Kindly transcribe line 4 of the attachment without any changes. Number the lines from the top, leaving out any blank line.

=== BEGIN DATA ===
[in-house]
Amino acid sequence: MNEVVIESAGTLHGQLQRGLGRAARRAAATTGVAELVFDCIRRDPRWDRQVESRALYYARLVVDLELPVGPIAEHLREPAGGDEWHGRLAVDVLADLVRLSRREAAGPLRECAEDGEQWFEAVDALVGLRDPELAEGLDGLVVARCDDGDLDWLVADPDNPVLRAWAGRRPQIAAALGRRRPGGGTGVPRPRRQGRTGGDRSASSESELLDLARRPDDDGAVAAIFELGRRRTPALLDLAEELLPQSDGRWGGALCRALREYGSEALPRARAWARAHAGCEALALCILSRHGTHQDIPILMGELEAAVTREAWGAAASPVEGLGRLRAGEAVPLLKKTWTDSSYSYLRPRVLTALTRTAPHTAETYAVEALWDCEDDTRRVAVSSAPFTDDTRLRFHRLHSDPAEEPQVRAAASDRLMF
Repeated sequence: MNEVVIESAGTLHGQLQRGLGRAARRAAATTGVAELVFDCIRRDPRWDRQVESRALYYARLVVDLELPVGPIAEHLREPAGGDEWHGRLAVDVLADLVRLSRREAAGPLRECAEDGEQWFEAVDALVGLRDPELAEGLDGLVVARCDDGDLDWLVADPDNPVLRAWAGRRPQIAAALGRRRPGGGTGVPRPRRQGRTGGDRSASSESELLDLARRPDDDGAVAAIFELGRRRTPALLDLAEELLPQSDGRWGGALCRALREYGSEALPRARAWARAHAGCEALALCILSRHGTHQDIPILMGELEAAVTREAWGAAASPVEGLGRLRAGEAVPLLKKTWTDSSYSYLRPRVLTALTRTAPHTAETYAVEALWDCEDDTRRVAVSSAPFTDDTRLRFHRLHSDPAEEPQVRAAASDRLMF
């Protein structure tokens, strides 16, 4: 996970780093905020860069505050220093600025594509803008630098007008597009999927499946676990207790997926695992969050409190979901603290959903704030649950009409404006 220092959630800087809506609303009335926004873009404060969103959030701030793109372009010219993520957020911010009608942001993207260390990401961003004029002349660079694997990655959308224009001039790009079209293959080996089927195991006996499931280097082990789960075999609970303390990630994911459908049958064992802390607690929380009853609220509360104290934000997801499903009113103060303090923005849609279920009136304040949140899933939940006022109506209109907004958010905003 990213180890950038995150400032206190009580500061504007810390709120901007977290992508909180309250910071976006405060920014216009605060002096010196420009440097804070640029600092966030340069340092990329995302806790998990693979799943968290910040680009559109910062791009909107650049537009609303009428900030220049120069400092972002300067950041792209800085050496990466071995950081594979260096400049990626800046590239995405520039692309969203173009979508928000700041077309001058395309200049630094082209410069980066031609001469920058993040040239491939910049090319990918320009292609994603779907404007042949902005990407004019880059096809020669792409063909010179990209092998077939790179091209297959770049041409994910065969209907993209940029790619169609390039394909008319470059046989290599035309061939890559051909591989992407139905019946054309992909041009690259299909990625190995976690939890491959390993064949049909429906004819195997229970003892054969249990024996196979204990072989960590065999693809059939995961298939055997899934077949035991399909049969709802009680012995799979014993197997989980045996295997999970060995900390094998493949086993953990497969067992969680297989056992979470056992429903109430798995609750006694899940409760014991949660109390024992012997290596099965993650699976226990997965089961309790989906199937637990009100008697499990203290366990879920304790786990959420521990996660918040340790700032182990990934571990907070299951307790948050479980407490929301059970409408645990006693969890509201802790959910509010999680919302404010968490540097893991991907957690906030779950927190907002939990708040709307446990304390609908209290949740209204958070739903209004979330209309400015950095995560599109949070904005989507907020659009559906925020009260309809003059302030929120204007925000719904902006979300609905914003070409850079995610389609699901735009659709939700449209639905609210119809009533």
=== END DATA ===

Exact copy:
């Protein structure tokens, strides 16, 4: 996970780093905020860069505050220093600025594509803008630098007008597009999927499946676990207790997926695992969050409190979901603290959903704030649950009409404006 220092959630800087809506609303009335926004873009404060969103959030701030793109372009010219993520957020911010009608942001993207260390990401961003004029002349660079694997990655959308224009001039790009079209293959080996089927195991006996499931280097082990789960075999609970303390990630994911459908049958064992802390607690929380009853609220509360104290934000997801499903009113103060303090923005849609279920009136304040949140899933939940006022109506209109907004958010905003 990213180890950038995150400032206190009580500061504007810390709120901007977290992508909180309250910071976006405060920014216009605060002096010196420009440097804070640029600092966030340069340092990329995302806790998990693979799943968290910040680009559109910062791009909107650049537009609303009428900030220049120069400092972002300067950041792209800085050496990466071995950081594979260096400049990626800046590239995405520039692309969203173009979508928000700041077309001058395309200049630094082209410069980066031609001469920058993040040239491939910049090319990918320009292609994603779907404007042949902005990407004019880059096809020669792409063909010179990209092998077939790179091209297959770049041409994910065969209907993209940029790619169609390039394909008319470059046989290599035309061939890559051909591989992407139905019946054309992909041009690259299909990625190995976690939890491959390993064949049909429906004819195997229970003892054969249990024996196979204990072989960590065999693809059939995961298939055997899934077949035991399909049969709802009680012995799979014993197997989980045996295997999970060995900390094998493949086993953990497969067992969680297989056992979470056992429903109430798995609750006694899940409760014991949660109390024992012997290596099965993650699976226990997965089961309790989906199937637990009100008697499990203290366990879920304790786990959420521990996660918040340790700032182990990934571990907070299951307790948050479980407490929301059970409408645990006693969890509201802790959910509010999680919302404010968490540097893991991907957690906030779950927190907002939990708040709307446990304390609908209290949740209204958070739903209004979330209309400015950095995560599109949070904005989507907020659009559906925020009260309809003059302030929120204007925000719904902006979300609905914003070409850079995610389609699901735009659709939700449209639905609210119809009533």